Following the business model pioneered by Fox News in the United States, Sky News is taking on an outsized role in shaping the internal politics of the Liberal and National parties. For evidence of this, consider Queensland Liberal MP Ted O’Brien’s reported explanation to Malcolm Turnbull as to why he felt compelled to go against his own values and support Peter Dutton’s coup attempt in 2019: “It’s as though my branch members are having a meeting with Alan Jones and Peta Credlin every night.”
The worldview Sky News presents to these viewers is terrifying. The Bureau of Meteorology and NASA are nefariously manipulating temperature data to manufacture evidence of climate change; the Black Lives Matter movement has little to do with racial equality, but is a terrorist organisation under the command of Joe Biden’s Democrats; and the United Nations and World Economic Forum are attempting to abolish private property and introduce global socialism. Only last month, outgoing Liberal MP Nicolle Flint publicly endorsed as “common sense” a Sky News video promoting the theory that the CIA and Bill Gates Foundation may have contrived COVID-19 as a “weapon of mass hysteria” to impose a communistic new world order.
For evidence of how this smorgasbord of fantastic untruth and cultural grievance affects the audience, look no further than the flurry of comments posted beneath Sky News videos by their own subscribers. One recent story about the near-fatal shooting in the head of a young woman, Black Lives Matter activist Sasha Johnson, yielded almost 10,000 comments – almost exclusively expressing jubilation at her shooting or calling for further violence. Some comments – which Sky News refused to delete – supported ethnic cleansing and quoted the Australian mass-murderer behind the 2019 Christchurch massacres.
If Sky News continues to become more mainstream within the broader Australian right, just as Fox News’s conspiracies have become normalised among American Republicans, then the implications for our democracy as a whole are profound.
Five short years ago, few could have imagined that an armed mob would descend on Washington and sack the Capitol in the hopes of overturning a democratic election. Fox News not only fomented the deadly January 6 insurrection in Washington by amplifying baseless claims about the stolen election; it now rewrites the history of those events to pretend that it was a peaceful gathering of well-meaning patriots.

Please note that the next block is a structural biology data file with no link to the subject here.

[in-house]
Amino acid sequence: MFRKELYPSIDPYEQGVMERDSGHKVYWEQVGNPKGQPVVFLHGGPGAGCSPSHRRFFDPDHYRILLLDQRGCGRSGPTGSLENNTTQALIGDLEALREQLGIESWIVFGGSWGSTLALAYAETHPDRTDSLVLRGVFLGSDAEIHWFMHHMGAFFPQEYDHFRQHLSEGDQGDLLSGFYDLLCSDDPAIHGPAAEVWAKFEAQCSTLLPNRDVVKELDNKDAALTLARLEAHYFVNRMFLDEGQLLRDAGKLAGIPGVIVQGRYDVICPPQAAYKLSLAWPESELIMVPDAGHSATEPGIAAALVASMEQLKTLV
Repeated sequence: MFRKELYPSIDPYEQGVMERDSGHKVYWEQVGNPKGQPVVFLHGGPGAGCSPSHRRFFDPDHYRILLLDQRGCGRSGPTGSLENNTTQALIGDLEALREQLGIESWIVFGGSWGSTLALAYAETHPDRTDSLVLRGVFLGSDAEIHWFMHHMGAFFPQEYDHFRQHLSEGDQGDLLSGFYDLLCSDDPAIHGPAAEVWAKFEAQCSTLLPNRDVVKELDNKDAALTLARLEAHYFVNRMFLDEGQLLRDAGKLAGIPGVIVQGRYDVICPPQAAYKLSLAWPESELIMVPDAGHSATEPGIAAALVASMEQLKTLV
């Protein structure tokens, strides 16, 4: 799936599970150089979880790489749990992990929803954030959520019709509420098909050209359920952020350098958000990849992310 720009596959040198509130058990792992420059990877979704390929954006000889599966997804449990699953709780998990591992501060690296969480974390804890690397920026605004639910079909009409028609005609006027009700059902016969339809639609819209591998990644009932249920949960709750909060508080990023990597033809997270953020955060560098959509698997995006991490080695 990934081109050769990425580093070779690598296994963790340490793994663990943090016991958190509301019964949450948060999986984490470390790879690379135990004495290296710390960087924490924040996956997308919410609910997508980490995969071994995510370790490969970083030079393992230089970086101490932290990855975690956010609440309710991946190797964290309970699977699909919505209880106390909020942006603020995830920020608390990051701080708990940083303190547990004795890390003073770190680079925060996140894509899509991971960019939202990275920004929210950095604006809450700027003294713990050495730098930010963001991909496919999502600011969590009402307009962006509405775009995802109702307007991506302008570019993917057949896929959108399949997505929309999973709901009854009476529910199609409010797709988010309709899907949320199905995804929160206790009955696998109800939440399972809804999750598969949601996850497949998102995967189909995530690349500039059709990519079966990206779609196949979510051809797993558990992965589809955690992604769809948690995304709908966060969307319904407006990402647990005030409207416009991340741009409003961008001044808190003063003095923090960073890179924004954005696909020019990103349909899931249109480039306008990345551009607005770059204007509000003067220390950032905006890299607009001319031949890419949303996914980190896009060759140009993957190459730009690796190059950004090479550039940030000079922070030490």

Whether or not Australia follows the American path depends greatly on the decisions we take now. The fact that we are forced to contemplate such a grim reality is a sign of how far down this road we’ve already come.
In my argument, the media diversity question is an important element of the puzzle because the lack of genuine accountability is corroding our other democratic institutions.
Shielded by the Murdoch protection racket, Scott Morrison feels emboldened to continue habitually and systematically lying to the Australian people, even about things that really don’t matter. He gags the most basic parliamentary debates and stonewalls any tough question from the media until the press gallery moves along exhausted. Almost two years after Scott Morrison pledged a national integrity commission, we are no closer to any genuine check on official corruption. And the Auditor-General is being starved of funds, despite corruption, mismanagement and waste all booming and Australia sliding down the global corruption index prepared by Transparency International.
Simultaneously, we see the independence of the Australian Public Service under threat. The ranks of the foreign service, government boards and tribunals are stacked with too many failed conservative politicians and not enough respected experts. The head of the public service, Department of Prime Minister and Cabinet secretary Phil Gaetjens, is himself a longtime Liberal Party operative. Our bureaucratic culture risks becoming even more obsessed with anticipating the whims of ministers, rather than focusing on providing frank, fearless and forward-looking advice in the national interest.